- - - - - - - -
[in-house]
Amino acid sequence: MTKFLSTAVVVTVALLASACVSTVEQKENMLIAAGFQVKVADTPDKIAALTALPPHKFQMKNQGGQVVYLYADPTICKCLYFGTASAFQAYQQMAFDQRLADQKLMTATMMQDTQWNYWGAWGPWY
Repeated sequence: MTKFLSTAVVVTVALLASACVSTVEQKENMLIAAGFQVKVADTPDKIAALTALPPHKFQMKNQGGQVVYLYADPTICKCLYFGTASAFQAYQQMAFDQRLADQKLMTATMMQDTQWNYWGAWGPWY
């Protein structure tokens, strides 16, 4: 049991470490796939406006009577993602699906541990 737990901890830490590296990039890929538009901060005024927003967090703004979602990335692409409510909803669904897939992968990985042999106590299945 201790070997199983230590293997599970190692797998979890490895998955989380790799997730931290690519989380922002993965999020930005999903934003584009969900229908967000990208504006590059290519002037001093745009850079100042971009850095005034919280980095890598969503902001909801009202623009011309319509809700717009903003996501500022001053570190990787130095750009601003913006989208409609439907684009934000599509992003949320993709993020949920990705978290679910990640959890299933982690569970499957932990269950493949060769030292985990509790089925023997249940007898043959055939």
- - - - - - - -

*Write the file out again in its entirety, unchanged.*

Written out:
[in-house]
Amino acid sequence: MTKFLSTAVVVTVALLASACVSTVEQKENMLIAAGFQVKVADTPDKIAALTALPPHKFQMKNQGGQVVYLYADPTICKCLYFGTASAFQAYQQMAFDQRLADQKLMTATMMQDTQWNYWGAWGPWY
Repeated sequence: MTKFLSTAVVVTVALLASACVSTVEQKENMLIAAGFQVKVADTPDKIAALTALPPHKFQMKNQGGQVVYLYADPTICKCLYFGTASAFQAYQQMAFDQRLADQKLMTATMMQDTQWNYWGAWGPWY
């Protein structure tokens, strides 16, 4: 049991470490796939406006009577993602699906541990 737990901890830490590296990039890929538009901060005024927003967090703004979602990335692409409510909803669904897939992968990985042999106590299945 201790070997199983230590293997599970190692797998979890490895998955989380790799997730931290690519989380922002993965999020930005999903934003584009969900229908967000990208504006590059290519002037001093745009850079100042971009850095005034919280980095890598969503902001909801009202623009011309319509809700717009903003996501500022001053570190990787130095750009601003913006989208409609439907684009934000599509992003949320993709993020949920990705978290679910990640959890299933982690569970499957932990269950493949060769030292985990509790089925023997249940007898043959055939």